Brad Little knows this; he served on the budget committee. Most legislative leaders know this. Don’t listen when they whine about the present they just got.

Handing over Syria


President Trump made four adversaries and an erstwhile ally extremely happy on Wednesday by announcing a precipitous withdrawal of U.S. troops from Syria. The governments of Russia, Syria, Iran and Turkey, as well as the Islamic State terrorists, have been hoping, praying and clamoring for just such an American retreat. They have to be very pleased with our Commander-in-Chief.

Turkey wants to go into eastern Syria to annihilate the brave Kurds who have been fighting and dying to help the United States eliminate the ISIS threat to America. Contrary to the President’s claim that the terrorists have been defeated, about 20,000-30,000 of these dangerous cutthroats still exist and they still are intent on doing our country great harm. The President has paved the way for a Kurdish bloodbath, while letting ISIS off the hook.

The announcement is an absolute betrayal of our Kurdish allies. They had been encouraged into our fight against the Islamic State terrorists with promises by America of military support and help to establish a safe enclave for their people in eastern Syria. The Kurdish forces worked in good faith to largely destroy the ISIS forces in Syria, suffering many casualties in the process. They and the rest of the world now see that America cannot be relied upon to keep its promises.

Of course, Russia and its Iranian and Syrian allies, have got to be tickled pink by the American decision to bug out of Syria and place the fate of the Kurds in their bloody hands. It is also a victory for the Lebanese terrorist group, Hezbollah, which has strongly supported the murderous Assad regime.

The President’s decision blindsided the Pentagon and State Department. Both had just publicly disclosed plans for continuing the American commitment to the Kurds until ISIS no longer posed a threat to our country and the Kurds were assured of peace and security. It is almost impossible to comprehend such an absolute about-face, apparently made on the spur of the moment.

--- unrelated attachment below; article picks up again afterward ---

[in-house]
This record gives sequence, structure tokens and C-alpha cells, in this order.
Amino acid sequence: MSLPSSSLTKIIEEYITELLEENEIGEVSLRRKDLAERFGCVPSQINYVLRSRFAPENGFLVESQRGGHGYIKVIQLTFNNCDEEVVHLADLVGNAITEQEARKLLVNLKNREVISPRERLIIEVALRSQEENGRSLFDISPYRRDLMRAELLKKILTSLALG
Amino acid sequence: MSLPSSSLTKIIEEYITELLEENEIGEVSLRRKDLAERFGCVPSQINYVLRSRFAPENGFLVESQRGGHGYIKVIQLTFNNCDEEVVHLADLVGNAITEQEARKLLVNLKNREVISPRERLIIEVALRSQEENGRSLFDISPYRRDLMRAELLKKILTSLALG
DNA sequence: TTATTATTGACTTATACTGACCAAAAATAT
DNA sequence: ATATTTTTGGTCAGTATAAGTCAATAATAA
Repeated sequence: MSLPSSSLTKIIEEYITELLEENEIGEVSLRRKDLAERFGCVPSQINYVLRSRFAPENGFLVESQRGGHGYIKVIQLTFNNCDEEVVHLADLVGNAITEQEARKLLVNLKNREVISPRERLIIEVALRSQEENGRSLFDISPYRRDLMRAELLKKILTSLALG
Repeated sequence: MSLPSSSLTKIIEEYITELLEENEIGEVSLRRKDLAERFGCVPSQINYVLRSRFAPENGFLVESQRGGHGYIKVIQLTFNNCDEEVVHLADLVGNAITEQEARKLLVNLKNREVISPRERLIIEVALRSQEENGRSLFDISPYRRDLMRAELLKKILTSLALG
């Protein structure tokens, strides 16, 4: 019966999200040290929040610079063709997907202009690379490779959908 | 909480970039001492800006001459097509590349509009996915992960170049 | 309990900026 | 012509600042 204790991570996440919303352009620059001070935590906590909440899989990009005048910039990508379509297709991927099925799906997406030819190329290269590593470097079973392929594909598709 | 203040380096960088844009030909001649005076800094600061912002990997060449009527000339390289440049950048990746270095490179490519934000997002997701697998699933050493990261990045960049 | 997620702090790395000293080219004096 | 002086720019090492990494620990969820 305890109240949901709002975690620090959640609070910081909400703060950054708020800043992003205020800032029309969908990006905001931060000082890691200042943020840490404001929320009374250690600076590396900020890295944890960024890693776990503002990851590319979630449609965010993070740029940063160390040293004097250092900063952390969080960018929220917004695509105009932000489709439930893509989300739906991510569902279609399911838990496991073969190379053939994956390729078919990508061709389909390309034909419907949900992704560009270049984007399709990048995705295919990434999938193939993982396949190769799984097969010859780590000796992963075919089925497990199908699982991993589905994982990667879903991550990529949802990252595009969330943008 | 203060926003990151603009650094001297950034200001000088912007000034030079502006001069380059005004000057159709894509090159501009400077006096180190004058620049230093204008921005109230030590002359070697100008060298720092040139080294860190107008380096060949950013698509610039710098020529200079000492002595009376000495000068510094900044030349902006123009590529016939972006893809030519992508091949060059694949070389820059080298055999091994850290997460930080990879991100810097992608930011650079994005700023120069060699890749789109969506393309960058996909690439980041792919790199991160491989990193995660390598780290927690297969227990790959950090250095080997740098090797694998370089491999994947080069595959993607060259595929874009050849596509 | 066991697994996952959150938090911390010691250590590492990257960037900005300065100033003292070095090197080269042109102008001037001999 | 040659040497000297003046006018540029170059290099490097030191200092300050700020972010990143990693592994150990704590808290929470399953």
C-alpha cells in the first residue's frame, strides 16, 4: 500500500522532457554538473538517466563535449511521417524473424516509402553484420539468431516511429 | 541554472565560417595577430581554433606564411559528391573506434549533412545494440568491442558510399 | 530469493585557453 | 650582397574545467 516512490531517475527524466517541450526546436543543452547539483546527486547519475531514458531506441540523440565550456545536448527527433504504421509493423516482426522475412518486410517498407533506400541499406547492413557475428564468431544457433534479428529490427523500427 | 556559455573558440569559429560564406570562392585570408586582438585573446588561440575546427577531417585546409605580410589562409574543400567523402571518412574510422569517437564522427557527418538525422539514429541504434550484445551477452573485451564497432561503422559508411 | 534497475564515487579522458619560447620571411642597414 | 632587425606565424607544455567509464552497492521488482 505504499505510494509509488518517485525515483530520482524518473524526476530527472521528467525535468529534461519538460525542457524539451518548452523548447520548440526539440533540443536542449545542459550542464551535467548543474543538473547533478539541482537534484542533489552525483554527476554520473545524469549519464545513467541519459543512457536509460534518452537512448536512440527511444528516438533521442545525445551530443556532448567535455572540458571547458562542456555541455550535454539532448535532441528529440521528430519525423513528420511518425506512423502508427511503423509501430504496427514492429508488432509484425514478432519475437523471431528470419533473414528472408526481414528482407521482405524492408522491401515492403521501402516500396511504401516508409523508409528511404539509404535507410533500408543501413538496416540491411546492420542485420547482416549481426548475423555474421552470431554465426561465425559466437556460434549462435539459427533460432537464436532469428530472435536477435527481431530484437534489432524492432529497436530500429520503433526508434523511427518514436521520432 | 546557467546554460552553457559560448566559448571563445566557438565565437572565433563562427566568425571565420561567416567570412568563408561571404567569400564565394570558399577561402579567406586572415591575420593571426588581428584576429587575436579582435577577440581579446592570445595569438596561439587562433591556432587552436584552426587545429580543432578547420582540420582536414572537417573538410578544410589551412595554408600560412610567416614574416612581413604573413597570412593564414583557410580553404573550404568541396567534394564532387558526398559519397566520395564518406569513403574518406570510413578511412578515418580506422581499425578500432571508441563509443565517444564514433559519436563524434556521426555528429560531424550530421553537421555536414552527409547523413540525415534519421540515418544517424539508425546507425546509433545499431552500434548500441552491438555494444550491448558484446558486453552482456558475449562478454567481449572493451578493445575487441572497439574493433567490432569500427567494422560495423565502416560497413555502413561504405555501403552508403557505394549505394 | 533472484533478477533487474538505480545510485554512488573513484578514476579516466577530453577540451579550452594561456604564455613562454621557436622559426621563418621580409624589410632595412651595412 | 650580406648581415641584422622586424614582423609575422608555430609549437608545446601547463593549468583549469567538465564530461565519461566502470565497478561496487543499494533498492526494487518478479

Congress was also caught totally off guard as indicated by the response from Senators Lindsey Graham and Bob Corker. They and many other members of Congress have expressed surprise and befuddlement by the precipitous decision.

An immediate retreat from Syria will harm the security interests of the United States. It will let ISIS off the hook, result in untold grief for the Kurds, cause our other allies around the world to question the reliability of America, and essentially turn over the fate of the Middle East to our sworn enemies. Betraying the Kurds will come back to haunt the United States.

I was sickened by our unconscionable betrayal of an ally in 1975, when the U.S. failed to lift a finger to help the South Vietnamese turn back an invasion from the North, despite President Nixon’s iron-clad promise that our air power would be there to protect them. Nor did we make a concerted effort to evacuate our South Vietnamese friends and allies when the collapse of their country was imminent. Thousands of South Vietnamese soldiers and officials were killed or persecuted for siding with us, including many Catholic soldiers with whom I served. Let’s not let it happen again to the Kurds. If we do, what nation would want to partner up with America in the future?

Life after death


In the weeks since the November elections, Republicans in several states have reacted to losses at the polls by trying their damndest to cripple their duly elected replacements.

Acting like spoiled children on a playground who’ve lost while playing by the rules, they’ve been changing the rules. In those cases, new GOP laws (those rules) and legal responsibilities of governors, attorneys general, secretaries of state and similar officials now limit the powers of incoming Democrats.

Here, in our desert oasis, we’ve been given a similar “slap-in-the-face” by our - need I say it - Republican governor. He’s resurrected a political loser at the polls by giving her the U.S. Senate seat voters wouldn’t. Another loser “wins.”

Our two candidates to replace Sen. Jeff Flake were both members of the U.S. House. Voters in this “purple” state gave the job to the Democrat. So, the Republican was rejected with two more months in office. Most folks thought that was that.

Aha! But, wait! For defeated, voter-rejected GOP candidates, there’s “life after death.” At least for Martha McSally. Mitch McConnell’s choice for the open Seat of the late John McCain.

Former Senator John Kyl had been keeping the seat warm. But, guess what? A couple of weeks ago, Kyl said he’d quit the end of the this month, ahead of schedule, and before the January swearing in of the next Congress.

So, our Republican governor quickly announced his replacement - Martha McSally - who gets a couple of days seniority over the duly-elected Democrat. Important for choosing office space and other perks.

McSally was the made-to-order candidate for Republicans. An incumbent, of course. Pretty good on her feet when campaigning. Experienced on Capitol Hill. But, more than that, she was the first female USAF fighter pilot to see combat. A fact she kept way out in front in her campaign.